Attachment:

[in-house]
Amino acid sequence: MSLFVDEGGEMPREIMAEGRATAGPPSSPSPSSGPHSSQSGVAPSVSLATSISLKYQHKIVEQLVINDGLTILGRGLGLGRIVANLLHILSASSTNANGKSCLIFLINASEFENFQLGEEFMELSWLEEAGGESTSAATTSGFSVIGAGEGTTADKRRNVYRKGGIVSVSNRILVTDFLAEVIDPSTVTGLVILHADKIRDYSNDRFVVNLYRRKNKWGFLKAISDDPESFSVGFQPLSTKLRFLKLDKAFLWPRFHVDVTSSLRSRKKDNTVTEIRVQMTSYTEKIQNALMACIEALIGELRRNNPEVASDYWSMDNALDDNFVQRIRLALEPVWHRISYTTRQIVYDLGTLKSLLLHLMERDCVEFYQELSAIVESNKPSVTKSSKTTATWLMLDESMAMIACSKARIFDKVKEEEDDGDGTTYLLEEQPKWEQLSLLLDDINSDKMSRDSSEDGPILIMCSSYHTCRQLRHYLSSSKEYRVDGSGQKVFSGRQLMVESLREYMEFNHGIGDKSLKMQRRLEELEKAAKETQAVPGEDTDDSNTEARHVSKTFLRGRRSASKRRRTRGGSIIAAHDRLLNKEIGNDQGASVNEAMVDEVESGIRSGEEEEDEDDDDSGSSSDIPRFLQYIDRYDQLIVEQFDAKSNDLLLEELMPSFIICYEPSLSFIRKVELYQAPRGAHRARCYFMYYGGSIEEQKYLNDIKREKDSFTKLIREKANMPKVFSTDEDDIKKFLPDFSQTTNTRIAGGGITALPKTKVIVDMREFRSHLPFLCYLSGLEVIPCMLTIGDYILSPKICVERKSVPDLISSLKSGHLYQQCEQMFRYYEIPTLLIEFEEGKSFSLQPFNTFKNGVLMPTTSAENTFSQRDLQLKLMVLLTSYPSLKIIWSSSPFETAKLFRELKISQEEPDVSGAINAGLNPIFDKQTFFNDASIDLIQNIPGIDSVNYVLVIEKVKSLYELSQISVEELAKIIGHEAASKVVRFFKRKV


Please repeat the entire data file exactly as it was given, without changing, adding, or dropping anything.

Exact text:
[in-house]
Amino acid sequence: MSLFVDEGGEMPREIMAEGRATAGPPSSPSPSSGPHSSQSGVAPSVSLATSISLKYQHKIVEQLVINDGLTILGRGLGLGRIVANLLHILSASSTNANGKSCLIFLINASEFENFQLGEEFMELSWLEEAGGESTSAATTSGFSVIGAGEGTTADKRRNVYRKGGIVSVSNRILVTDFLAEVIDPSTVTGLVILHADKIRDYSNDRFVVNLYRRKNKWGFLKAISDDPESFSVGFQPLSTKLRFLKLDKAFLWPRFHVDVTSSLRSRKKDNTVTEIRVQMTSYTEKIQNALMACIEALIGELRRNNPEVASDYWSMDNALDDNFVQRIRLALEPVWHRISYTTRQIVYDLGTLKSLLLHLMERDCVEFYQELSAIVESNKPSVTKSSKTTATWLMLDESMAMIACSKARIFDKVKEEEDDGDGTTYLLEEQPKWEQLSLLLDDINSDKMSRDSSEDGPILIMCSSYHTCRQLRHYLSSSKEYRVDGSGQKVFSGRQLMVESLREYMEFNHGIGDKSLKMQRRLEELEKAAKETQAVPGEDTDDSNTEARHVSKTFLRGRRSASKRRRTRGGSIIAAHDRLLNKEIGNDQGASVNEAMVDEVESGIRSGEEEEDEDDDDSGSSSDIPRFLQYIDRYDQLIVEQFDAKSNDLLLEELMPSFIICYEPSLSFIRKVELYQAPRGAHRARCYFMYYGGSIEEQKYLNDIKREKDSFTKLIREKANMPKVFSTDEDDIKKFLPDFSQTTNTRIAGGGITALPKTKVIVDMREFRSHLPFLCYLSGLEVIPCMLTIGDYILSPKICVERKSVPDLISSLKSGHLYQQCEQMFRYYEIPTLLIEFEEGKSFSLQPFNTFKNGVLMPTTSAENTFSQRDLQLKLMVLLTSYPSLKIIWSSSPFETAKLFRELKISQEEPDVSGAINAGLNPIFDKQTFFNDASIDLIQNIPGIDSVNYVLVIEKVKSLYELSQISVEELAKIIGHEAASKVVRFFKRKV